Boris Johnson has said he does not want to become a "knee-jerk Sinophobe" as Britain suspended its extradition treaty with Hong Kong and imposed an arms embargo on the former colony.
The British prime minister said he had "serious concerns" about China's behaviour but stressed the need for a "balanced" approach as he resisted pressure from MPs to take a tougher line with Beijing.
Mr Johnson is treading a diplomatic high-wire over relations with the world's second most powerful country, which has accused Britain and the US of wanting to start a "new Cold War".
While he said the measures announced yesterday were "tough", he stopped short of imposing sanctions on China or on named individuals as Tory hardliners have advised.
Foreign Secretary Dominic Raab announced yesterday that Britain's extradition treaty with Hong Kong would be suspended immediately after China imposed a new security law on the region.
He also included Hong Kong in an arms embargo in place since 1989 against mainland China, and extended it to equipment that could be used for repression, including shackles and smoke grenades.
Beijing had warned of reprisals if Britain took further action over Hong Kong, but Mr Raab insisted the UK "will not buck and bow" in the face of such threats.
Five years after David Cameron, then prime minister, declared a "golden era" of China-UK relations, the two countries are at odds over not only Hong Kong but also telecommunications giant Huawei, human rights abuses and Beijing's handling of the coronavirus outbreak.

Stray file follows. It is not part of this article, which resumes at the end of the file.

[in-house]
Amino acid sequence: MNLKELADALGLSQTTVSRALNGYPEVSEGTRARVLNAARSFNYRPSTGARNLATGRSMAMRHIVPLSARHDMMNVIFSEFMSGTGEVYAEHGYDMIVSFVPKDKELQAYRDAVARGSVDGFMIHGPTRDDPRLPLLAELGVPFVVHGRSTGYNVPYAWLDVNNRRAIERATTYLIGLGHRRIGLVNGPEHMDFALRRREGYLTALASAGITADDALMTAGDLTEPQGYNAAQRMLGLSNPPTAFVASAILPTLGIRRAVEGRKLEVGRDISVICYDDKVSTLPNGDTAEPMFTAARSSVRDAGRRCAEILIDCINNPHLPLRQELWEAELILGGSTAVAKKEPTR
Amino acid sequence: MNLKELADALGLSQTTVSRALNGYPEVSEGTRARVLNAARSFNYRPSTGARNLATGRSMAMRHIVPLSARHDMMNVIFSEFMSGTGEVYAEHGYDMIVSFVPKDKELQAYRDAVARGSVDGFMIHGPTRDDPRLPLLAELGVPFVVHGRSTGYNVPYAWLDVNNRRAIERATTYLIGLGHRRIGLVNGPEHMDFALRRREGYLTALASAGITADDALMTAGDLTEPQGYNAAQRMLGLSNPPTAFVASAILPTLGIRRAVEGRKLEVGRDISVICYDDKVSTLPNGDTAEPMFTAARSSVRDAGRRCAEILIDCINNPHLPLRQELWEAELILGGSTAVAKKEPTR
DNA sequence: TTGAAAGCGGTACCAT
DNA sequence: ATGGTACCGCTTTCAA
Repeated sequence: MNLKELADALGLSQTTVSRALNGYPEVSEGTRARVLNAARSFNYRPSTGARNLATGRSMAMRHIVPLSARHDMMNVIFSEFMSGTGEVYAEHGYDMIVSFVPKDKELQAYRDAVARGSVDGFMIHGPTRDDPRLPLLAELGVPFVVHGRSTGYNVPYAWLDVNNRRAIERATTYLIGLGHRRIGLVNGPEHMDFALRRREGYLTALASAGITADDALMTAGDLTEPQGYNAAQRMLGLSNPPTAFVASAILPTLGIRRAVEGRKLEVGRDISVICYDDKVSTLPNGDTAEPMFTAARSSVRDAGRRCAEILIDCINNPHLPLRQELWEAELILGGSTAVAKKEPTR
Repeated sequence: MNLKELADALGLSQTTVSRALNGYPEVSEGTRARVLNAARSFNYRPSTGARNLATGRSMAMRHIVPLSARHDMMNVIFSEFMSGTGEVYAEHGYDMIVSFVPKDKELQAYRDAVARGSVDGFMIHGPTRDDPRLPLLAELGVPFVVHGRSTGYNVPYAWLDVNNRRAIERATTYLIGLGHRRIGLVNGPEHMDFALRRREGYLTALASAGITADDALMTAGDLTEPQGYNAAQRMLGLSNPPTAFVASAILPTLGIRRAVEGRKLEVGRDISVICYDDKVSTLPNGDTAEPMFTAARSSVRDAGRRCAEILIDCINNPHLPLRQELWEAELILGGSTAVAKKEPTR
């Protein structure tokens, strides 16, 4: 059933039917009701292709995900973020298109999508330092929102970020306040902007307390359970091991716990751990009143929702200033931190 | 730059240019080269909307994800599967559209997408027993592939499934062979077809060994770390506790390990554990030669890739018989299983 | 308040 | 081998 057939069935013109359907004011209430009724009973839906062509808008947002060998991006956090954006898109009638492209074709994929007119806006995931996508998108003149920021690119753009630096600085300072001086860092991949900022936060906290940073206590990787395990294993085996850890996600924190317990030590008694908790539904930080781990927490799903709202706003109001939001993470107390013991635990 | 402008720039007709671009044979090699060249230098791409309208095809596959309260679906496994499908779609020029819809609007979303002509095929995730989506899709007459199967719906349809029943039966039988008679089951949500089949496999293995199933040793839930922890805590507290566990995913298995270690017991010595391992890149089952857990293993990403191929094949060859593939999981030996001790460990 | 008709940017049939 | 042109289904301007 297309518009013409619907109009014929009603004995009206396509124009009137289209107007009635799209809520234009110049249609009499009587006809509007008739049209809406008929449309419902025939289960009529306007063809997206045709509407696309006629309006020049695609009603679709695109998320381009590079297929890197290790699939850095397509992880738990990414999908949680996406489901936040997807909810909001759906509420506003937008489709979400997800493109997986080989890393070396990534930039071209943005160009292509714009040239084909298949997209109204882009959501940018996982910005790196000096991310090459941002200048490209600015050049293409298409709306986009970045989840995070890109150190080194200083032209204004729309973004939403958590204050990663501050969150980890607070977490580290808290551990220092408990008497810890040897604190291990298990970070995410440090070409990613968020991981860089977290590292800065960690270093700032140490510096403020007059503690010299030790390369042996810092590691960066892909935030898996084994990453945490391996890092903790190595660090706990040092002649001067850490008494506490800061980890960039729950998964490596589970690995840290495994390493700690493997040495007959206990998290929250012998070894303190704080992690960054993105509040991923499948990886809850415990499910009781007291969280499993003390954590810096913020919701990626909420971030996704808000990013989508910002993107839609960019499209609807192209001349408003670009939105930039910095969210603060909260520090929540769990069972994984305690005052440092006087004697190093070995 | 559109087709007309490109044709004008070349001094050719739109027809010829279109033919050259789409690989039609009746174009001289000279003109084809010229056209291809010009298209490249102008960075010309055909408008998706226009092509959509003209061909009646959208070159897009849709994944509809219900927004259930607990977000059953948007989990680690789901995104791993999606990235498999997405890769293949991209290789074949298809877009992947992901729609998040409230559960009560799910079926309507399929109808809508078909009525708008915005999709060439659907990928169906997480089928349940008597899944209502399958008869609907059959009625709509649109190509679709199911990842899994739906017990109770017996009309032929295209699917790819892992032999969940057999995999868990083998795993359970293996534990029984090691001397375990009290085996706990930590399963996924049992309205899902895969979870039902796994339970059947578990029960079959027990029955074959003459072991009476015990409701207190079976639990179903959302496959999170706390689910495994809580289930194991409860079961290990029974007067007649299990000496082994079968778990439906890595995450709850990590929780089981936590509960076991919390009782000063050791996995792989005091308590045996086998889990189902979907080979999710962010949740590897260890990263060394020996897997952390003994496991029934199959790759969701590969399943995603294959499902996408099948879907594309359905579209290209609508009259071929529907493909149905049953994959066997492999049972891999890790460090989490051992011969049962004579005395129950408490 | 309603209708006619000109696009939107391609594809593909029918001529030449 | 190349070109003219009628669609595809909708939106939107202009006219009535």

Mr Johnson said: "I'm not going to be pushed into a position of becoming a knee-jerk Sinophobe on every issue, somebody who is automatically anti-China. But we do have serious concerns."
He said he would not "completely abandon our policy of engagement" with China, adding: "You have got to have a calibrated response and we are going to be tough on some things but we are also going to continue to engage."
Mr Raab has accused the communist regime of committing "gross, egregious human rights abuses" against the country's mostly Muslim Uighur population in north-western Xinjiang province. He was pressed by some Tory MPs to consider sanctions against named individuals, over the alleged treatment of the Uighurs and over Hong Kong, with some calling for Carrie Lam, Hong Kong's chief executive, to be among them.
Mr Raab did not rule out sanctions eventually.